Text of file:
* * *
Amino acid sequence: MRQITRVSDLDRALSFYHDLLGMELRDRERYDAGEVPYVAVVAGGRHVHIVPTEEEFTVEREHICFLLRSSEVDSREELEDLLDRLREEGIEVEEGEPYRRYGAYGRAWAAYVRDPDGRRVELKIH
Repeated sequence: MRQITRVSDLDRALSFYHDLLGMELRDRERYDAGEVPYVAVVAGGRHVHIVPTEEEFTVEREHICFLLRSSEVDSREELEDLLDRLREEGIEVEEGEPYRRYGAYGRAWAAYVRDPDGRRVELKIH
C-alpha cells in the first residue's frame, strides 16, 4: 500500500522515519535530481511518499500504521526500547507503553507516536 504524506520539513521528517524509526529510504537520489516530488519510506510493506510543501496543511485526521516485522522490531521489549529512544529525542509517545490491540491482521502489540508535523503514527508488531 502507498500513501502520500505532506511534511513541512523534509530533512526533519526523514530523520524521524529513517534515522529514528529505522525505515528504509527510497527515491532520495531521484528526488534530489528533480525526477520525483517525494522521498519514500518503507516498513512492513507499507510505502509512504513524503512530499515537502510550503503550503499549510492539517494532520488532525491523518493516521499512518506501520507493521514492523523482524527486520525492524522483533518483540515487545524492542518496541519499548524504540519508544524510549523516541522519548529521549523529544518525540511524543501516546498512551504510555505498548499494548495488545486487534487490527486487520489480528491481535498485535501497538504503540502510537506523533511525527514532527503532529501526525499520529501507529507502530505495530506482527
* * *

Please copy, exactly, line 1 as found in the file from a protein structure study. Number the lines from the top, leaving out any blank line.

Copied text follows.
Amino acid sequence: MRQITRVSDLDRALSFYHDLLGMELRDRERYDAGEVPYVAVVAGGRHVHIVPTEEEFTVEREHICFLLRSSEVDSREELEDLLDRLREEGIEVEEGEPYRRYGAYGRAWAAYVRDPDGRRVELKIH